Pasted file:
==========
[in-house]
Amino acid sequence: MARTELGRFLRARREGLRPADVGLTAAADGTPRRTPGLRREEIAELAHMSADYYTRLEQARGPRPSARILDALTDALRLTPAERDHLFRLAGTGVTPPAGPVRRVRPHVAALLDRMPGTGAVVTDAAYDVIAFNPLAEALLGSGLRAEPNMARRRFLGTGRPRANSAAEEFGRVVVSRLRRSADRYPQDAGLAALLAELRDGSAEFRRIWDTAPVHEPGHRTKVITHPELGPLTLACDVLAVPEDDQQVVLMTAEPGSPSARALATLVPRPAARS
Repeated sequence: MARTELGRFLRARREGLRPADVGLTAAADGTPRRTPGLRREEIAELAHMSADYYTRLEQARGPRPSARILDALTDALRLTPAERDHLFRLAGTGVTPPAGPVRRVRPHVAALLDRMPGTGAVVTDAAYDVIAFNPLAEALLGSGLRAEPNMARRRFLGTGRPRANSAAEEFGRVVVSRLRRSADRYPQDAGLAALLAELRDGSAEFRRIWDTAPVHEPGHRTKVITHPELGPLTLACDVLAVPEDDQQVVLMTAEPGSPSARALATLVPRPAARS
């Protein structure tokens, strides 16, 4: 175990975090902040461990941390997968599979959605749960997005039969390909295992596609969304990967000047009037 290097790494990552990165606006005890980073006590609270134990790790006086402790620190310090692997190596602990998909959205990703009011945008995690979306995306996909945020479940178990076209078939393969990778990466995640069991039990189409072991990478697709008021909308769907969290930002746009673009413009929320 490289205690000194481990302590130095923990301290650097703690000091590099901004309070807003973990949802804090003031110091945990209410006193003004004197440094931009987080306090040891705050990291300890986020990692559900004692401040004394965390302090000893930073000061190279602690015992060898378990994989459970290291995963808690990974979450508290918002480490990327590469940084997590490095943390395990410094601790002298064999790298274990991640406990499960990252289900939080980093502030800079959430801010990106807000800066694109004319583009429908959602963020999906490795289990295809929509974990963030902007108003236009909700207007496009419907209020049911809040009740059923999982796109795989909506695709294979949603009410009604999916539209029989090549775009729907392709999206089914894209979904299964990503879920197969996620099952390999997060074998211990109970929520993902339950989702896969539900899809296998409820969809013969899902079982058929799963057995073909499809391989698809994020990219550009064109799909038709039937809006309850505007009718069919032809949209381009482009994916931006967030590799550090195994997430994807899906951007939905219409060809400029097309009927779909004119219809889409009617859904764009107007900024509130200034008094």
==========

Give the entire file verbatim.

[in-house]
Amino acid sequence: MARTELGRFLRARREGLRPADVGLTAAADGTPRRTPGLRREEIAELAHMSADYYTRLEQARGPRPSARILDALTDALRLTPAERDHLFRLAGTGVTPPAGPVRRVRPHVAALLDRMPGTGAVVTDAAYDVIAFNPLAEALLGSGLRAEPNMARRRFLGTGRPRANSAAEEFGRVVVSRLRRSADRYPQDAGLAALLAELRDGSAEFRRIWDTAPVHEPGHRTKVITHPELGPLTLACDVLAVPEDDQQVVLMTAEPGSPSARALATLVPRPAARS
Repeated sequence: MARTELGRFLRARREGLRPADVGLTAAADGTPRRTPGLRREEIAELAHMSADYYTRLEQARGPRPSARILDALTDALRLTPAERDHLFRLAGTGVTPPAGPVRRVRPHVAALLDRMPGTGAVVTDAAYDVIAFNPLAEALLGSGLRAEPNMARRRFLGTGRPRANSAAEEFGRVVVSRLRRSADRYPQDAGLAALLAELRDGSAEFRRIWDTAPVHEPGHRTKVITHPELGPLTLACDVLAVPEDDQQVVLMTAEPGSPSARALATLVPRPAARS
């Protein structure tokens, strides 16, 4: 175990975090902040461990941390997968599979959605749960997005039969390909295992596609969304990967000047009037 290097790494990552990165606006005890980073006590609270134990790790006086402790620190310090692997190596602990998909959205990703009011945008995690979306995306996909945020479940178990076209078939393969990778990466995640069991039990189409072991990478697709008021909308769907969290930002746009673009413009929320 490289205690000194481990302590130095923990301290650097703690000091590099901004309070807003973990949802804090003031110091945990209410006193003004004197440094931009987080306090040891705050990291300890986020990692559900004692401040004394965390302090000893930073000061190279602690015992060898378990994989459970290291995963808690990974979450508290918002480490990327590469940084997590490095943390395990410094601790002298064999790298274990991640406990499960990252289900939080980093502030800079959430801010990106807000800066694109004319583009429908959602963020999906490795289990295809929509974990963030902007108003236009909700207007496009419907209020049911809040009740059923999982796109795989909506695709294979949603009410009604999916539209029989090549775009729907392709999206089914894209979904299964990503879920197969996620099952390999997060074998211990109970929520993902339950989702896969539900899809296998409820969809013969899902079982058929799963057995073909499809391989698809994020990219550009064109799909038709039937809006309850505007009718069919032809949209381009482009994916931006967030590799550090195994997430994807899906951007939905219409060809400029097309009927779909004119219809889409009617859904764009107007900024509130200034008094």